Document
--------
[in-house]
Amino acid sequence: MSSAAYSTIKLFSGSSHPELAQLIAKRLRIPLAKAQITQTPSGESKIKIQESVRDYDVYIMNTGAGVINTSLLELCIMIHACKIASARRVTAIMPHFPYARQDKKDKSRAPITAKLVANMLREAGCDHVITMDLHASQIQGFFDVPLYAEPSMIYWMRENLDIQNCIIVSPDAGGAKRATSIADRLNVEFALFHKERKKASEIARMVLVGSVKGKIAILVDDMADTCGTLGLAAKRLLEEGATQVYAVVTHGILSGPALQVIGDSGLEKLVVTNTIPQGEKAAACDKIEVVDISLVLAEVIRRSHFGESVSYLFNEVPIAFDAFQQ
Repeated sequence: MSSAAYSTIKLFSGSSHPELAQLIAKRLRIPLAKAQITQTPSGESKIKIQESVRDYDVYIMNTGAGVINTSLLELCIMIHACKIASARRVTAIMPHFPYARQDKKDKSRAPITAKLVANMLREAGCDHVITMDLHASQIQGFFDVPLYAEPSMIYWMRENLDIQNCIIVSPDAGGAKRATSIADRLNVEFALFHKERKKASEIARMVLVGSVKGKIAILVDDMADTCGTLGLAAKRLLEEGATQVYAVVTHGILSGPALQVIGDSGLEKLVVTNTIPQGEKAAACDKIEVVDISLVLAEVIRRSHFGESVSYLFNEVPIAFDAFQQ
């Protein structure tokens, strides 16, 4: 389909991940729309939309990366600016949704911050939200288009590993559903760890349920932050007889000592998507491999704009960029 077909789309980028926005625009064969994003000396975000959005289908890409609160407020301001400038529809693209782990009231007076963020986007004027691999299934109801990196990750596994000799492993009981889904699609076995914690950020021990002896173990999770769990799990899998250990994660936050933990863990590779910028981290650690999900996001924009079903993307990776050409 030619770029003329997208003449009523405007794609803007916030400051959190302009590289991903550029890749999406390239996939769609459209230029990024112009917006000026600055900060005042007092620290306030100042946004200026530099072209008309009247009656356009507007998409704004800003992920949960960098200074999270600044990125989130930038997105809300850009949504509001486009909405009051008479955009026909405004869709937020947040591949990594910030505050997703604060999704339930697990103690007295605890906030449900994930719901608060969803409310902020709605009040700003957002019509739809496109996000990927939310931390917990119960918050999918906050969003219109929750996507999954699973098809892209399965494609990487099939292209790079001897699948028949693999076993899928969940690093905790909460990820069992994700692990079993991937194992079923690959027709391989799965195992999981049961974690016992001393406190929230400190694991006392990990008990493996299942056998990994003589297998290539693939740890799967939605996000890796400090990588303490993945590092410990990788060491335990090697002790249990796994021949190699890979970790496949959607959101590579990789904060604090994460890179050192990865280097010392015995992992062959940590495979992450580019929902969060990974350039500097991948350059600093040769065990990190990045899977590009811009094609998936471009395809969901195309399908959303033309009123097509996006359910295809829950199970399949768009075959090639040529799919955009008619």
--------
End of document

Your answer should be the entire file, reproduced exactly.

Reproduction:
[in-house]
Amino acid sequence: MSSAAYSTIKLFSGSSHPELAQLIAKRLRIPLAKAQITQTPSGESKIKIQESVRDYDVYIMNTGAGVINTSLLELCIMIHACKIASARRVTAIMPHFPYARQDKKDKSRAPITAKLVANMLREAGCDHVITMDLHASQIQGFFDVPLYAEPSMIYWMRENLDIQNCIIVSPDAGGAKRATSIADRLNVEFALFHKERKKASEIARMVLVGSVKGKIAILVDDMADTCGTLGLAAKRLLEEGATQVYAVVTHGILSGPALQVIGDSGLEKLVVTNTIPQGEKAAACDKIEVVDISLVLAEVIRRSHFGESVSYLFNEVPIAFDAFQQ
Repeated sequence: MSSAAYSTIKLFSGSSHPELAQLIAKRLRIPLAKAQITQTPSGESKIKIQESVRDYDVYIMNTGAGVINTSLLELCIMIHACKIASARRVTAIMPHFPYARQDKKDKSRAPITAKLVANMLREAGCDHVITMDLHASQIQGFFDVPLYAEPSMIYWMRENLDIQNCIIVSPDAGGAKRATSIADRLNVEFALFHKERKKASEIARMVLVGSVKGKIAILVDDMADTCGTLGLAAKRLLEEGATQVYAVVTHGILSGPALQVIGDSGLEKLVVTNTIPQGEKAAACDKIEVVDISLVLAEVIRRSHFGESVSYLFNEVPIAFDAFQQ
């Protein structure tokens, strides 16, 4: 389909991940729309939309990366600016949704911050939200288009590993559903760890349920932050007889000592998507491999704009960029 077909789309980028926005625009064969994003000396975000959005289908890409609160407020301001400038529809693209782990009231007076963020986007004027691999299934109801990196990750596994000799492993009981889904699609076995914690950020021990002896173990999770769990799990899998250990994660936050933990863990590779910028981290650690999900996001924009079903993307990776050409 030619770029003329997208003449009523405007794609803007916030400051959190302009590289991903550029890749999406390239996939769609459209230029990024112009917006000026600055900060005042007092620290306030100042946004200026530099072209008309009247009656356009507007998409704004800003992920949960960098200074999270600044990125989130930038997105809300850009949504509001486009909405009051008479955009026909405004869709937020947040591949990594910030505050997703604060999704339930697990103690007295605890906030449900994930719901608060969803409310902020709605009040700003957002019509739809496109996000990927939310931390917990119960918050999918906050969003219109929750996507999954699973098809892209399965494609990487099939292209790079001897699948028949693999076993899928969940690093905790909460990820069992994700692990079993991937194992079923690959027709391989799965195992999981049961974690016992001393406190929230400190694991006392990990008990493996299942056998990994003589297998290539693939740890799967939605996000890796400090990588303490993945590092410990990788060491335990090697002790249990796994021949190699890979970790496949959607959101590579990789904060604090994460890179050192990865280097010392015995992992062959940590495979992450580019929902969060990974350039500097991948350059600093040769065990990190990045899977590009811009094609998936471009395809969901195309399908959303033309009123097509996006359910295809829950199970399949768009075959090639040529799919955009008619």